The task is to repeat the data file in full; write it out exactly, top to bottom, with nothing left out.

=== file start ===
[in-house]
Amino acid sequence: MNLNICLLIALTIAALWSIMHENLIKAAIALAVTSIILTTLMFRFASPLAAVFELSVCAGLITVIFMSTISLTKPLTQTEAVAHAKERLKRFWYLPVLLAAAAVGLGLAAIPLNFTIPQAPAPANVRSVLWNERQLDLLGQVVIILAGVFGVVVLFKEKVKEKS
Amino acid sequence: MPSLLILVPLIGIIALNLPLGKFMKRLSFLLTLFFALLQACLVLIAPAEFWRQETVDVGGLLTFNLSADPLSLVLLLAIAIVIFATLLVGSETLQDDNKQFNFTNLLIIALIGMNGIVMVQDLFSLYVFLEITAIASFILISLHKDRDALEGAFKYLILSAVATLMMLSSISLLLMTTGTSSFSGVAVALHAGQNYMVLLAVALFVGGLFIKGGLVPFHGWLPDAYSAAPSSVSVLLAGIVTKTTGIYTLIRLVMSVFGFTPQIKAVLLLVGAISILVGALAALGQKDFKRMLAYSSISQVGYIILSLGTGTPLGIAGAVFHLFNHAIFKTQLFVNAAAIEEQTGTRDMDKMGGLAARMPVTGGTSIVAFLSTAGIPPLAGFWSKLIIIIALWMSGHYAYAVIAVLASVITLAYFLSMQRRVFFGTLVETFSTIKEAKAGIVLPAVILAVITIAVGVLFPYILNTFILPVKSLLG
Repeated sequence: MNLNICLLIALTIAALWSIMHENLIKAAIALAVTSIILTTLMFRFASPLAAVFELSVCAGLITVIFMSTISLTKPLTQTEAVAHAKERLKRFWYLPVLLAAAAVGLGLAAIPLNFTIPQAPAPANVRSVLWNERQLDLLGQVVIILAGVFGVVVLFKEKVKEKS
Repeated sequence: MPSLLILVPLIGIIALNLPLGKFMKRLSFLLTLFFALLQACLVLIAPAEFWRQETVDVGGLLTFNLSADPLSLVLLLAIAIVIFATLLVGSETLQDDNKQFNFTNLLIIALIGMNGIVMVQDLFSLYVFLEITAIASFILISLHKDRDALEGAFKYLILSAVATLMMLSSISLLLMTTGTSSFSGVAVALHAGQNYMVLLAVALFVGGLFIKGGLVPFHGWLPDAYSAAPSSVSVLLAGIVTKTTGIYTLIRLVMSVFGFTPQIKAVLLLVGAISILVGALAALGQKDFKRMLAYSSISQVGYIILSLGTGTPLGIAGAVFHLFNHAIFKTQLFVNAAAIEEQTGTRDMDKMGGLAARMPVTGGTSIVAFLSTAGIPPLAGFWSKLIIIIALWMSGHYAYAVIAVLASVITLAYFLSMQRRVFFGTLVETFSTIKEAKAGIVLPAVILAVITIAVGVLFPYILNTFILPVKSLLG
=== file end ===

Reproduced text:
[in-house]
Amino acid sequence: MNLNICLLIALTIAALWSIMHENLIKAAIALAVTSIILTTLMFRFASPLAAVFELSVCAGLITVIFMSTISLTKPLTQTEAVAHAKERLKRFWYLPVLLAAAAVGLGLAAIPLNFTIPQAPAPANVRSVLWNERQLDLLGQVVIILAGVFGVVVLFKEKVKEKS
Amino acid sequence: MPSLLILVPLIGIIALNLPLGKFMKRLSFLLTLFFALLQACLVLIAPAEFWRQETVDVGGLLTFNLSADPLSLVLLLAIAIVIFATLLVGSETLQDDNKQFNFTNLLIIALIGMNGIVMVQDLFSLYVFLEITAIASFILISLHKDRDALEGAFKYLILSAVATLMMLSSISLLLMTTGTSSFSGVAVALHAGQNYMVLLAVALFVGGLFIKGGLVPFHGWLPDAYSAAPSSVSVLLAGIVTKTTGIYTLIRLVMSVFGFTPQIKAVLLLVGAISILVGALAALGQKDFKRMLAYSSISQVGYIILSLGTGTPLGIAGAVFHLFNHAIFKTQLFVNAAAIEEQTGTRDMDKMGGLAARMPVTGGTSIVAFLSTAGIPPLAGFWSKLIIIIALWMSGHYAYAVIAVLASVITLAYFLSMQRRVFFGTLVETFSTIKEAKAGIVLPAVILAVITIAVGVLFPYILNTFILPVKSLLG
Repeated sequence: MNLNICLLIALTIAALWSIMHENLIKAAIALAVTSIILTTLMFRFASPLAAVFELSVCAGLITVIFMSTISLTKPLTQTEAVAHAKERLKRFWYLPVLLAAAAVGLGLAAIPLNFTIPQAPAPANVRSVLWNERQLDLLGQVVIILAGVFGVVVLFKEKVKEKS
Repeated sequence: MPSLLILVPLIGIIALNLPLGKFMKRLSFLLTLFFALLQACLVLIAPAEFWRQETVDVGGLLTFNLSADPLSLVLLLAIAIVIFATLLVGSETLQDDNKQFNFTNLLIIALIGMNGIVMVQDLFSLYVFLEITAIASFILISLHKDRDALEGAFKYLILSAVATLMMLSSISLLLMTTGTSSFSGVAVALHAGQNYMVLLAVALFVGGLFIKGGLVPFHGWLPDAYSAAPSSVSVLLAGIVTKTTGIYTLIRLVMSVFGFTPQIKAVLLLVGAISILVGALAALGQKDFKRMLAYSSISQVGYIILSLGTGTPLGIAGAVFHLFNHAIFKTQLFVNAAAIEEQTGTRDMDKMGGLAARMPVTGGTSIVAFLSTAGIPPLAGFWSKLIIIIALWMSGHYAYAVIAVLASVITLAYFLSMQRRVFFGTLVETFSTIKEAKAGIVLPAVILAVITIAVGVLFPYILNTFILPVKSLLG